To evaluate our methods, we have collected a substantial database of images of Crohn's lesions together with an expert assessment of several attributes indicative of lesion severity. In addition, our database also contains a large number of other GI anomalies seen in CE. Recent publications on reduction of complexity of CE assessment by reducing the number of images that need to be examined by a clinician and statistical methods for assessment appear in the publications page.

                • Sample images from our capsule endoscopy database. From left to right: a severe lesion, normal villi, lesion not related to Crohn's, and a mild Crohn's lesion.
              • Computer Vision for Sinus Surgery - Registering Endoscopic Video to Preoperative 3D Models

              • The focus of this project is to study the problem of registering an endoscopic video sequence to a preoperative CT scan with applications to sinus surgery. The main goal of this project is to be able to accurately track the tip of the endoscope in real-time using vision techniques and thus be able to determine tool tip locations within the sinus passage. The advantages to being able to do real-time visual tracking are quite substaintial as current tool tracking systems for sinus surgery are often cumbersome to use since they can require modification of the tool handles, require additional bulky machinery which occupies valuable operating room floor space and can cost large sums of money which can detract from the budgets for other surgical tools. This project is being persued under a grant from the NIH
                • Real-time Video Mosaicking with Adaptive Parametrized Warping

                • Image registration or alignment for video mosaicing has many research and real applications. Our motivations come primarily from the medical field, and primarily seek to over come fundamental field of view and resolution tradeoffs that occur ubiquitously in endoscopic surgery. There are two general approaches to computing the visual motions between successive images, the critical issue for registration. Direct approaches use all the image pixels available to compute an image-based error, which is then optimized. Complementary approaches are to specifically detect certain image features first then to estimate the corresponding relations between image feature pairs in different camera views. The latter often has the advantage of a larger range of convergence, although at the cost of a prior feature-detection and correspondence stage.
                    • Human Machine Collaborative Systems

                    • During micro-scale manipulation tasks such as microsurgery, the human operator performs at the limits of his or her motor control. The high accuracy required while performing such procedures makes the task both mentally and physically demanding. As part of the Engineering Research Center for Computer-Integrated Surgical Systems and Technology (ERC-CISST), Professor Allison Okamura in Mechanical Engineering and researchers in Computer Science (Gregory Hager and Russell Taylor) are designing systems that amplify or assist human physical capabilities when performing tasks that require learned skills, judgment, and dexterity. We refer to these systems as Human-Machine Collaborative Systems (HMCS), as they generally seek to combine human judgment and experience with physical and sensory augmentation using advanced display and robotic devices to improve the overall performance (Figure 1).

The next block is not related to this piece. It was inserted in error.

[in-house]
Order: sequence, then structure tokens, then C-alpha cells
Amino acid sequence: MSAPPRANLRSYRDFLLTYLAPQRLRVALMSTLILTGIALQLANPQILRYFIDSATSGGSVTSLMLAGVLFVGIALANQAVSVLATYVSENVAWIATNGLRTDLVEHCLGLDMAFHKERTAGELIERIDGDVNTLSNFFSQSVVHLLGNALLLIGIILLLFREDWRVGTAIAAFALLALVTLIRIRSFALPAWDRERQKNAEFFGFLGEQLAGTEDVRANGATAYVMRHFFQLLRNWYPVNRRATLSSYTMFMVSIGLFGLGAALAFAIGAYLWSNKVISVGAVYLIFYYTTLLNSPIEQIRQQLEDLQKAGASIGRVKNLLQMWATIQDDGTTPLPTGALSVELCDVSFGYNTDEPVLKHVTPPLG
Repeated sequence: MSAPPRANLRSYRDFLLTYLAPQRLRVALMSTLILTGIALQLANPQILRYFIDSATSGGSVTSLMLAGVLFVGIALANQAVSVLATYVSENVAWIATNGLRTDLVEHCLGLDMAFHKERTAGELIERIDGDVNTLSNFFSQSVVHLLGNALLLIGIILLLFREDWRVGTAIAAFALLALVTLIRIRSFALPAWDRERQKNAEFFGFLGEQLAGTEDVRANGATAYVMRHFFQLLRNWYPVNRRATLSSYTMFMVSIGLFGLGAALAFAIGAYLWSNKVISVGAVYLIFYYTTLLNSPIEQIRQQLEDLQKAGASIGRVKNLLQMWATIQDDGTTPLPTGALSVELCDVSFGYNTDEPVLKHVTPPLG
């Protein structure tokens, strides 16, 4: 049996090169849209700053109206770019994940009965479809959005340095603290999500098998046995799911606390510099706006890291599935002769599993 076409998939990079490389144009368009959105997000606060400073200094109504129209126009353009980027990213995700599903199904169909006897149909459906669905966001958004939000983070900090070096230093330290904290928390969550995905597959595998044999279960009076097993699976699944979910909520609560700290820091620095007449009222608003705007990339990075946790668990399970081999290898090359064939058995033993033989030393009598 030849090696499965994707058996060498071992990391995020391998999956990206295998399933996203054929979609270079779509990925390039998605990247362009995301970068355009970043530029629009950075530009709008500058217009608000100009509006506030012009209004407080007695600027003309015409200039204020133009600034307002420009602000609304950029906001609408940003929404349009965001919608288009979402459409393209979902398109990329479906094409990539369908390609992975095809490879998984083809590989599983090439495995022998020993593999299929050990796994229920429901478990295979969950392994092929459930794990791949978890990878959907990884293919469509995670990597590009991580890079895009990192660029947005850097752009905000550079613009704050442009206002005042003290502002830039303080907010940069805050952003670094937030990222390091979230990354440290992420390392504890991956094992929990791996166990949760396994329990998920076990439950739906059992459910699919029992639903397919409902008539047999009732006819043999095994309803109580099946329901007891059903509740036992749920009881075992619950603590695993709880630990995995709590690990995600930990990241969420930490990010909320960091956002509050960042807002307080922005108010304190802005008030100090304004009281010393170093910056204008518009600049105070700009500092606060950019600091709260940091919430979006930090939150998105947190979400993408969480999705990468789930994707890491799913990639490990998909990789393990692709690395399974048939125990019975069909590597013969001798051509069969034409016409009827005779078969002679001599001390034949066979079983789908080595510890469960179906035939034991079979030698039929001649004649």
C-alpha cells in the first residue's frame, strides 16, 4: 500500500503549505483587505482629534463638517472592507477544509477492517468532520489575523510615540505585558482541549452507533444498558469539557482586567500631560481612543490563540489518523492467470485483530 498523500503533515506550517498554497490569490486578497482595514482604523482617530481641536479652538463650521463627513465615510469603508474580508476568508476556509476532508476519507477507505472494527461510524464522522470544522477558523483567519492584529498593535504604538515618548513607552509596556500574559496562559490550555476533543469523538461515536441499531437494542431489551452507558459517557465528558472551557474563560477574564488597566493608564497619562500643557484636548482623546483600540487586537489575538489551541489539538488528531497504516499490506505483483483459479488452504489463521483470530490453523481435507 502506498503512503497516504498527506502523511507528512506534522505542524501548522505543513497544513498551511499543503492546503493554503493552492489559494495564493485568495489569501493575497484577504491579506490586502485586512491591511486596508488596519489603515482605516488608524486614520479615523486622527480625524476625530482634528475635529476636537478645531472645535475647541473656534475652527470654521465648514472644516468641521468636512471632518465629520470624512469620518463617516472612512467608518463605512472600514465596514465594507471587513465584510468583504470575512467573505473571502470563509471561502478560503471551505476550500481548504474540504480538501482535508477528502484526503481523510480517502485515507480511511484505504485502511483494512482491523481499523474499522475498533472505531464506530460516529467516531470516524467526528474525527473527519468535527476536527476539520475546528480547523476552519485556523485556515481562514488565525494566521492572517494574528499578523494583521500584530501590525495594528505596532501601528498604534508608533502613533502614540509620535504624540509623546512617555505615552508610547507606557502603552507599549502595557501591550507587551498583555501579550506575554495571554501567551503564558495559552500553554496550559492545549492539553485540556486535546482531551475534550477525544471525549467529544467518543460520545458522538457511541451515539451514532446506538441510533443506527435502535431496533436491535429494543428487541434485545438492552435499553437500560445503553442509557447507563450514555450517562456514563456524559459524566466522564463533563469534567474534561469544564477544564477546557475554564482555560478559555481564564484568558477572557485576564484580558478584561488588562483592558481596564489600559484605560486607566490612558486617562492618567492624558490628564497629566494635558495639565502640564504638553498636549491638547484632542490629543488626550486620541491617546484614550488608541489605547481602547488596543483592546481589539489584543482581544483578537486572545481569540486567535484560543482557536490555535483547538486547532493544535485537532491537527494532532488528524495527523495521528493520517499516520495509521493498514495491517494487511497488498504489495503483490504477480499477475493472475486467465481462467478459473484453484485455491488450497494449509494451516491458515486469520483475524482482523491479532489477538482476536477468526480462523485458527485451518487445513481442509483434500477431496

Human-machine systems offer the operator a direct interaction with the environment through a single robot (Cooperative manipulation) or remotely through multiple robots (Telemanipulation). In addition, the robots can guide the user using "Virtual Fixtures", which are control methods designed to encourage the user to move in certain directions and prevent tool entry into undesired regions. The target applications of HMCS include micro-surgical procedures such as retinal and sinus surgery (Figure 2) and industrial micro-assembly.
                        • Figure 1: The JHU Eye Robot, in which the surgeon and robot cooperate to perform retinal surgery, is a Human-Machine Collaborative System.
                        • Figure 2: The robot guides the human to perform certain motions or stay away from delicate tissues, using reconstructions of the retinal surface.
                      • Motion Compensation in Cardiovascular MR Imaging